I often talk to our Institute for Engineering Career Development (IECD) members about setting lofty goals in their engineering careers. When I say “lofty,” I mean really big goals, goals that on first thought might even seem unreachable. Once you set these types of goals, it is imperative that you remind yourself of them over and over again, ideally on a daily basis. This can be done through a journal or some other tool capturing your thoughts and goals. I am not just telling IECD members to do this because it is written about in many books, I am telling them this because I have seen it work firsthand in my career and life. In this post, I am going to share three real-life examples from my own experiences.
When you set goals and then keep them fresh in your mind, you start to train yourself both mentally and physically to constantly move towards those goals, whether you realize it or not. At times, actions may even be driven by your subconscious mind because you have trained it as to what direction you want to head in your career and life.
Obtaining My PE License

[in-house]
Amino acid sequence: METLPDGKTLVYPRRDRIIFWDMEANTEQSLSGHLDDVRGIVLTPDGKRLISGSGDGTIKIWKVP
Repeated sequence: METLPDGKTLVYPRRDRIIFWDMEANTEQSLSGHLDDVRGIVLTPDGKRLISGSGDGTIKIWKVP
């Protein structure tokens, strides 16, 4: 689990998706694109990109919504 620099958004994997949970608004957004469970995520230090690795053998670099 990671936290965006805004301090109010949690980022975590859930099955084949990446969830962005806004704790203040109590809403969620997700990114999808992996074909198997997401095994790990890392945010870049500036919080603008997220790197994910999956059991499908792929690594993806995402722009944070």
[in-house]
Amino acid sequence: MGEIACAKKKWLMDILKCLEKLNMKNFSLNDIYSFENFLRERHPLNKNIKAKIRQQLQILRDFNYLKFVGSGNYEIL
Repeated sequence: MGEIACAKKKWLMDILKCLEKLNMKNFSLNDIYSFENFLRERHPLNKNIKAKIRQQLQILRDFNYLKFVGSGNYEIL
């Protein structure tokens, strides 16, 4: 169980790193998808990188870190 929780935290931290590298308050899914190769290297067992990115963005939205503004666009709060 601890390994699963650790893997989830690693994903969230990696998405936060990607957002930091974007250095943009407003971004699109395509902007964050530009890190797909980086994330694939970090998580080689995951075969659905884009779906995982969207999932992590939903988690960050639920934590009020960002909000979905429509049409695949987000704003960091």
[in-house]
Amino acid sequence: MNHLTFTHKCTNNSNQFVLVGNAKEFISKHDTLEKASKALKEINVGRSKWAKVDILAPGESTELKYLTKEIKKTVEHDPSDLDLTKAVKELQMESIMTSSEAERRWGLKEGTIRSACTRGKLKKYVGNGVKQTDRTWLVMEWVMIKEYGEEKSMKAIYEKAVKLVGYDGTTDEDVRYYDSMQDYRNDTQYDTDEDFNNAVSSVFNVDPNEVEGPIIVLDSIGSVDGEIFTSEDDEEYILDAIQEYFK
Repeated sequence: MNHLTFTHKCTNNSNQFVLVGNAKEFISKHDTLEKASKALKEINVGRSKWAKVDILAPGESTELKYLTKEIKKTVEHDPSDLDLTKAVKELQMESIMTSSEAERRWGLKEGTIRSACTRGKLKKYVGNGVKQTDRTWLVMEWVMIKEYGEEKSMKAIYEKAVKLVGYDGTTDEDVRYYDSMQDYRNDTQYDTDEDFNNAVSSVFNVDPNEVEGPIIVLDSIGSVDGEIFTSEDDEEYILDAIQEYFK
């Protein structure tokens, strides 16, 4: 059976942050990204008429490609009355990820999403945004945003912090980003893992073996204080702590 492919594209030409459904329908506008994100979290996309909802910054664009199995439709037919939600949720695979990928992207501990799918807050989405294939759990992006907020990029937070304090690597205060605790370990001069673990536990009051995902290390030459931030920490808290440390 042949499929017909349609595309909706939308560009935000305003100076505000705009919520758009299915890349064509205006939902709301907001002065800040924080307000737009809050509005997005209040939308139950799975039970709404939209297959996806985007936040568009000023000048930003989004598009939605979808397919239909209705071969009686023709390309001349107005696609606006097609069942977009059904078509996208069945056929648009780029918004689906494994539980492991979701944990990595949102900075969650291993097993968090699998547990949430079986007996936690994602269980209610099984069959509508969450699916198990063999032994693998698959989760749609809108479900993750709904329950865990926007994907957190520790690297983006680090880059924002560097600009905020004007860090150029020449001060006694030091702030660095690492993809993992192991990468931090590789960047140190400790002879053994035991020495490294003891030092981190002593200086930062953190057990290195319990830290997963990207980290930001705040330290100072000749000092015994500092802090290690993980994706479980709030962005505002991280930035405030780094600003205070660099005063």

I knew from the day I graduated college—in fact, I knew before that—that I wanted to get my professional engineering license. Because this was such a clear goal of mine, I was always preparing myself for the exam, even years before I took it. I kept a very good record of all of the projects I worked on from as soon as I started my career. I made sure that I was clear on the kind of engineering work that the state board expected on a PE application, and I made sure that was the work I did. Early on, I obtained an application from a colleague was previously approved to sit for the exam to ensure I completed mine in the same format. Then, when it came time to study for the PE exam, believe or not, I typed out the words Anthony Fasano, PE, and taped them to the top of my computer monitor so that I stared at them all day. Not only did this remind me of my goal, but whenever I tried to come up with a reason not to study, my goal was staring me in the face driving me to do so. The bottom line is that I took and passed the exam on my first attempt and became one of the youngest people to do so in the State of New York at the age of 24. [Read more…] about If You Set Lofty Goals, You Will Engineer Their Reality